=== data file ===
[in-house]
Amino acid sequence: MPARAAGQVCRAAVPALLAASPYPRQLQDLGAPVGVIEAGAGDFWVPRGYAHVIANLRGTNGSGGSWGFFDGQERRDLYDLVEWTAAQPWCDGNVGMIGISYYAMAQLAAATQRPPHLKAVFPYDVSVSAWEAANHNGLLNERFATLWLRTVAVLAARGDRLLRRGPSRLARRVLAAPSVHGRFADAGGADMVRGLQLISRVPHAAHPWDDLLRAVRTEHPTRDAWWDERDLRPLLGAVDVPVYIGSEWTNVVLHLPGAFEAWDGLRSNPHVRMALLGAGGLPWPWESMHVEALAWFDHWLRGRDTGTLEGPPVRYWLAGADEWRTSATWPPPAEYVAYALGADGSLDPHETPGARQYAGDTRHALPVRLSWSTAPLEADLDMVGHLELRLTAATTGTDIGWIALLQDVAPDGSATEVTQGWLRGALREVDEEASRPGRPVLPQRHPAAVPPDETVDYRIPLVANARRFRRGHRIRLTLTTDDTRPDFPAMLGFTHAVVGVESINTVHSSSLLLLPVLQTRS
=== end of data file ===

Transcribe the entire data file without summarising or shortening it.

[in-house]
Amino acid sequence: MPARAAGQVCRAAVPALLAASPYPRQLQDLGAPVGVIEAGAGDFWVPRGYAHVIANLRGTNGSGGSWGFFDGQERRDLYDLVEWTAAQPWCDGNVGMIGISYYAMAQLAAATQRPPHLKAVFPYDVSVSAWEAANHNGLLNERFATLWLRTVAVLAARGDRLLRRGPSRLARRVLAAPSVHGRFADAGGADMVRGLQLISRVPHAAHPWDDLLRAVRTEHPTRDAWWDERDLRPLLGAVDVPVYIGSEWTNVVLHLPGAFEAWDGLRSNPHVRMALLGAGGLPWPWESMHVEALAWFDHWLRGRDTGTLEGPPVRYWLAGADEWRTSATWPPPAEYVAYALGADGSLDPHETPGARQYAGDTRHALPVRLSWSTAPLEADLDMVGHLELRLTAATTGTDIGWIALLQDVAPDGSATEVTQGWLRGALREVDEEASRPGRPVLPQRHPAAVPPDETVDYRIPLVANARRFRRGHRIRLTLTTDDTRPDFPAMLGFTHAVVGVESINTVHSSSLLLLPVLQTRS